Since we've used Baby Sign Language for Maria, Isabella and no-doubt for John, I'll say a few words about our experience of it here.
Baby signing is a term that's used to teach pre-verbal children to communicate using signs instead of speech. A typical child can say a few words by the age of 1, has a small vocabulary by the age of 2 and can speak intelligibly by the age of 3.
Personally I'd try baby signing as early as 9 months. At that age your baby is probably frustrated when it wants milk, food, a hug, the toilet or a nappy change but has no way of letting you know other than crying.
The Baby Sign Language system uses signs based on the native spoken language and uses the same ordering of hand signs as the spoken language. You'd be expected to speak each word as you sign. This way the sign system mimics the spoken language of the child's family and environment.
Before Maria was formally diagnosed with RTS there was a period from the age of two to three years when I started to think about how to help Maria communicate. Naturally we concentrated on speech but eventually I came across the idea of using signs as a means of expression for Maria. She must have been three years old when I taught her some baby signs and it took her only half an hour to learn about ten signs. These were mostly animal signs since animals always got her excited. Important signs like toilet, milk, more, all gone, where?, book, biscuit, bed, brush teeth, bath, pain, sorry and thank you followed soon after.
Maria was watching everything on the BBC Cbeebies TV channel from the age of one, so she must have watched Something Special. This TV series is designed for children with special needs who are learning Makaton. Thinking about it, maybe she already knew the signs I taught her from watching these programmes. Maybe all that happened when I showed her my signs was to give her 'permission' to use them at home.
When Maria was three years and five months old I bought on Amazon the first of the Sing & Sign DVDs by Sasha Felix. This particular Baby Sign Language system originated from Say it and Sign it (an obscure West Sussex sign system in the UK) but is now compatible with Makaton and Signalong. Maria loved the DVD so much, she almost wore it out by watching it at least a hundred times. Naturally she learnt all the signs and started to use them quite frequently. It soon became her first expressive language, together with babbling (I felt at the time that the babbling probably meant something but I just couldn't figure it out. Looking back, this wasn't very likely since Maria's babbling consisted of just a few different sounds).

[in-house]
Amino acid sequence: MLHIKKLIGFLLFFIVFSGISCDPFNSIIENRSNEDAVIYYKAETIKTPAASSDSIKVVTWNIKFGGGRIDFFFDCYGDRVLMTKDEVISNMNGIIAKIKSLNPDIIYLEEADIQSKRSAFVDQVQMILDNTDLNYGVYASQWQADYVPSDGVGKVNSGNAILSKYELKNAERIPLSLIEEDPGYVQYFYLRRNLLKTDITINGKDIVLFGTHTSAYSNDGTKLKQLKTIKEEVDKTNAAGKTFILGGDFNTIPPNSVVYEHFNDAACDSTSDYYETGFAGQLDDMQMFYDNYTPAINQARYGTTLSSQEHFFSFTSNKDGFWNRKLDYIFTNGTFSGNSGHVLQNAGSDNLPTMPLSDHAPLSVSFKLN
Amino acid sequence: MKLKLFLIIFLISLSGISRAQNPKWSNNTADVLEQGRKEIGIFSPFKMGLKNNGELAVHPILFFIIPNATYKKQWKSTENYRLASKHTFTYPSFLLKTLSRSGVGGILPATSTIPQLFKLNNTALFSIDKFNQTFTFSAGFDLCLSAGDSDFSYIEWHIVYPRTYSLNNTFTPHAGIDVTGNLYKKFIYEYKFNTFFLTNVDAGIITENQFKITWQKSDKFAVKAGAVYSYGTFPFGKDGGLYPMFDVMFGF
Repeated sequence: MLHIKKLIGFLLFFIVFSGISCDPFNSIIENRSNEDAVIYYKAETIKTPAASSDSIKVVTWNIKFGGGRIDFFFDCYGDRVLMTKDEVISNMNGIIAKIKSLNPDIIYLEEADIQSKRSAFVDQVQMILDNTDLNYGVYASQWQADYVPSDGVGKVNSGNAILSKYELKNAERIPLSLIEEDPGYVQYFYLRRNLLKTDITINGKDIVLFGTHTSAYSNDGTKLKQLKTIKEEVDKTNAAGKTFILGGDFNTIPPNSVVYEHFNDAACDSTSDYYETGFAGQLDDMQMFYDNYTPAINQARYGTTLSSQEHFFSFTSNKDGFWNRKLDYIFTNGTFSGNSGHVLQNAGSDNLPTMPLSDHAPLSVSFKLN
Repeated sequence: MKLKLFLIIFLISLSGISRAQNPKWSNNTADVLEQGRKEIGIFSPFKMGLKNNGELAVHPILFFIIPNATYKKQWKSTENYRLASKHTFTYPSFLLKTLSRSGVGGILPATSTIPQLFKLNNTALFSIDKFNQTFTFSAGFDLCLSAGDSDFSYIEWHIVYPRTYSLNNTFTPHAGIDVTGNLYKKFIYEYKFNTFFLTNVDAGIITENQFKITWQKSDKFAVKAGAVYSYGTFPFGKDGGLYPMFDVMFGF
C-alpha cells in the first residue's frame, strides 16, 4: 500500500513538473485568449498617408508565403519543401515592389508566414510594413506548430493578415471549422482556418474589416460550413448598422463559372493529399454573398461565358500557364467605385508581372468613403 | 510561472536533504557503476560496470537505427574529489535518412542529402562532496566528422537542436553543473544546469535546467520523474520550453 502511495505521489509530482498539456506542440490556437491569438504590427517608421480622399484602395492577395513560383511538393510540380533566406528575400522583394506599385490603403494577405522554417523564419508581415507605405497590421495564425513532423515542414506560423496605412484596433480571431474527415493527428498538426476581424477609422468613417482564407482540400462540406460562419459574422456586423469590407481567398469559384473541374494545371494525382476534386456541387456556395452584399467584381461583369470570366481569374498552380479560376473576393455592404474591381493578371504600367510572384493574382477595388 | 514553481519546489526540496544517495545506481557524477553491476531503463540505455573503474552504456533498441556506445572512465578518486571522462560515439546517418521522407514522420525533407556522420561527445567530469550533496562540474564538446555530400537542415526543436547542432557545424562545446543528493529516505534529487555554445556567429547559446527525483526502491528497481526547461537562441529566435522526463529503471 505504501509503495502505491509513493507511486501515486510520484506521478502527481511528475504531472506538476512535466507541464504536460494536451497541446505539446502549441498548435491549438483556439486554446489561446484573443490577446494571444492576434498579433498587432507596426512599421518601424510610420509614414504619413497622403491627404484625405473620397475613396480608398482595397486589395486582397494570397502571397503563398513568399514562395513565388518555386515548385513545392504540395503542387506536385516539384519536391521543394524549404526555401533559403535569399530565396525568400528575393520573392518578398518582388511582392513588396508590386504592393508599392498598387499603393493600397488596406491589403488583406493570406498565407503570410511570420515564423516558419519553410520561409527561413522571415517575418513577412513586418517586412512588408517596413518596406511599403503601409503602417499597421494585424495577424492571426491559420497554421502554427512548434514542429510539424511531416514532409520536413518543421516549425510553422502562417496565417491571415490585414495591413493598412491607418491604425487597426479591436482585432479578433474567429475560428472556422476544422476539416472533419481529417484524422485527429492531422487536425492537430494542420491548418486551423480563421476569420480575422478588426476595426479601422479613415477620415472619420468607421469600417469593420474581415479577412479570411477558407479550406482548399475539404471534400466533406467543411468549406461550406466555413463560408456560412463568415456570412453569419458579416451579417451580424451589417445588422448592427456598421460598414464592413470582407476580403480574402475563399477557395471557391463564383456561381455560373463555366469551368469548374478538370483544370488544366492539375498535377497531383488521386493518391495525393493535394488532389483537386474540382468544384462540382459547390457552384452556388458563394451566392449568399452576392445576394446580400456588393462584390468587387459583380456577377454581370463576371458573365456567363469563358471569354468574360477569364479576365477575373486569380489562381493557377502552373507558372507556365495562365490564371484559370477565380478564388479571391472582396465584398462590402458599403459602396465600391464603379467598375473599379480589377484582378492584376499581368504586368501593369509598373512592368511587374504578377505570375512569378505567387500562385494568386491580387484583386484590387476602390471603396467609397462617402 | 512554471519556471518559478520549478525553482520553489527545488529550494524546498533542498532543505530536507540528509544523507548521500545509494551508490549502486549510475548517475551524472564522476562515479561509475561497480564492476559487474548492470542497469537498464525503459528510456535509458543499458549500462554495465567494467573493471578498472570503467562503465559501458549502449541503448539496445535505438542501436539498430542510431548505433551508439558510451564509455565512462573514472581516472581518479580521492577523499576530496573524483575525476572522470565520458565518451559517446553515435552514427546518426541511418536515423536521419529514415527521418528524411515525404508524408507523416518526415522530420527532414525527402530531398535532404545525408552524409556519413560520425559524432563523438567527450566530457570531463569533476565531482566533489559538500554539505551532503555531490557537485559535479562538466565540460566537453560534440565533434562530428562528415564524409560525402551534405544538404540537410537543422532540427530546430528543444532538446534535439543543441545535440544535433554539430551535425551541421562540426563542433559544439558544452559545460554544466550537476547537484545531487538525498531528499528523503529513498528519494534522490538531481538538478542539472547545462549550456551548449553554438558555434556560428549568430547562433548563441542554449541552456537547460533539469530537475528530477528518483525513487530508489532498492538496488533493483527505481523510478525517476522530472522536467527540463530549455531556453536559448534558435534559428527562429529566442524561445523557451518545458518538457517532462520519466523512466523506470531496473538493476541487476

Maria is now five years old. To this day Maria uses babbling with spoken English and Makaton signs to express herself. The good news is that spoken English is becoming more prominent and is slowly replacing Makaton. Ask Maria a question nowadays and instead of answering with Makaton, she'll try to say the words in English.
One concern that I had was the fear that learning Baby Sign Language might affect normal language development. Well, in the case of Maria it's impossible to tell but since we taught Isabella to baby sign too then I can only say that there's no discernible effect on her language development; she started to speak as expected. The important thing is that she can understand Maria's signing and even signs for emphasis or for fun.
But the best thing about signing and speech is that our family is now bilingual. Sign language is an extension of our spoken language and has become part of the family culture. Our rare blend of communication modes is one of the things that unites us as a family. We intersect the cultures of the hearing, the Deaf and the disabled to form a new type of multi-cultural community that's barely recognised by the wider public.